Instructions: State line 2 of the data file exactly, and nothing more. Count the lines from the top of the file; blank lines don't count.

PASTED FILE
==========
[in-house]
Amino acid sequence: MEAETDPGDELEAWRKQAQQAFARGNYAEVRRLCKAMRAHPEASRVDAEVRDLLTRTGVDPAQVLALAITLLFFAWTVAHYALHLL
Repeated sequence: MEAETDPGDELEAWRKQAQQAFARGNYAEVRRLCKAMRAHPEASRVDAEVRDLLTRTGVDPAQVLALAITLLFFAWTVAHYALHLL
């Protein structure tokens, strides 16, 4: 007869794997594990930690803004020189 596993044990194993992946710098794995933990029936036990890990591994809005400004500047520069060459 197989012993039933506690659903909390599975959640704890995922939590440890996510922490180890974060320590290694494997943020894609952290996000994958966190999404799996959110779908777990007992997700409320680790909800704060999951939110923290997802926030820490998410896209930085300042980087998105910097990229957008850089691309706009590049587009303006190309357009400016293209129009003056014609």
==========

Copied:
Amino acid sequence: MEAETDPGDELEAWRKQAQQAFARGNYAEVRRLCKAMRAHPEASRVDAEVRDLLTRTGVDPAQVLALAITLLFFAWTVAHYALHLL